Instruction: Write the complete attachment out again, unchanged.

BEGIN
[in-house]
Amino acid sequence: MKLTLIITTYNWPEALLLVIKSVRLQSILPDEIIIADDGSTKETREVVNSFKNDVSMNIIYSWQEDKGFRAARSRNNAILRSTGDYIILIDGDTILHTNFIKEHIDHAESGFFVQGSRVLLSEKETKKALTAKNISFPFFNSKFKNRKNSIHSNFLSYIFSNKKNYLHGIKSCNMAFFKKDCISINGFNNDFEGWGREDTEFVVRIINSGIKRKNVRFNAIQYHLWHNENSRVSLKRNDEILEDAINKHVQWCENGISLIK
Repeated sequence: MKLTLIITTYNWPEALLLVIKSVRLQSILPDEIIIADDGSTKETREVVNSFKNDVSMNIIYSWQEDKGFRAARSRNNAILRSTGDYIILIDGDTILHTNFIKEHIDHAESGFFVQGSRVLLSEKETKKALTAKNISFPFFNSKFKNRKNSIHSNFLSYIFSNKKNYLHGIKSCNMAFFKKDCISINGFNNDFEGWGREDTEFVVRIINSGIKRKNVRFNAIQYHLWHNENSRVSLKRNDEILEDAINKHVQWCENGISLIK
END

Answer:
[in-house]
Amino acid sequence: MKLTLIITTYNWPEALLLVIKSVRLQSILPDEIIIADDGSTKETREVVNSFKNDVSMNIIYSWQEDKGFRAARSRNNAILRSTGDYIILIDGDTILHTNFIKEHIDHAESGFFVQGSRVLLSEKETKKALTAKNISFPFFNSKFKNRKNSIHSNFLSYIFSNKKNYLHGIKSCNMAFFKKDCISINGFNNDFEGWGREDTEFVVRIINSGIKRKNVRFNAIQYHLWHNENSRVSLKRNDEILEDAINKHVQWCENGISLIK
Repeated sequence: MKLTLIITTYNWPEALLLVIKSVRLQSILPDEIIIADDGSTKETREVVNSFKNDVSMNIIYSWQEDKGFRAARSRNNAILRSTGDYIILIDGDTILHTNFIKEHIDHAESGFFVQGSRVLLSEKETKKALTAKNISFPFFNSKFKNRKNSIHSNFLSYIFSNKKNYLHGIKSCNMAFFKKDCISINGFNNDFEGWGREDTEFVVRIINSGIKRKNVRFNAIQYHLWHNENSRVSLKRNDEILEDAINKHVQWCENGISLIK